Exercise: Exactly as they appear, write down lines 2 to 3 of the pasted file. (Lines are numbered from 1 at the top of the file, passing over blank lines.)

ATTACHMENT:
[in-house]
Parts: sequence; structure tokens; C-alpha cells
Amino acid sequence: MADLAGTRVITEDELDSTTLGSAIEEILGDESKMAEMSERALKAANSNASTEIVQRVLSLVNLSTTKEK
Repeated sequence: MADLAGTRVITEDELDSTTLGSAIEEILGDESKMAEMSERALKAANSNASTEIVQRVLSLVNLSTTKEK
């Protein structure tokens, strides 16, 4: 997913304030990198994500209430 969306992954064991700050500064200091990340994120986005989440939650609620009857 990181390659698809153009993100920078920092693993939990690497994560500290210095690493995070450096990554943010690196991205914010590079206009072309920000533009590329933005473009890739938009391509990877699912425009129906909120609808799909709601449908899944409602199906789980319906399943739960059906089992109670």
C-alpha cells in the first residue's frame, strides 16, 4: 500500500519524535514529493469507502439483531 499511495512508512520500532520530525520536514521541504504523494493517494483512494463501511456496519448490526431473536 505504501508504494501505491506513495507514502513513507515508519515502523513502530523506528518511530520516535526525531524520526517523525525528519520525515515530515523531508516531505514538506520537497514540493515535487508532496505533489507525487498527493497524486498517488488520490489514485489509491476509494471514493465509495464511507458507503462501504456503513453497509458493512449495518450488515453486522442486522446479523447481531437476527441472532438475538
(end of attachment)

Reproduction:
Parts: sequence; structure tokens; C-alpha cells
Amino acid sequence: MADLAGTRVITEDELDSTTLGSAIEEILGDESKMAEMSERALKAANSNASTEIVQRVLSLVNLSTTKEK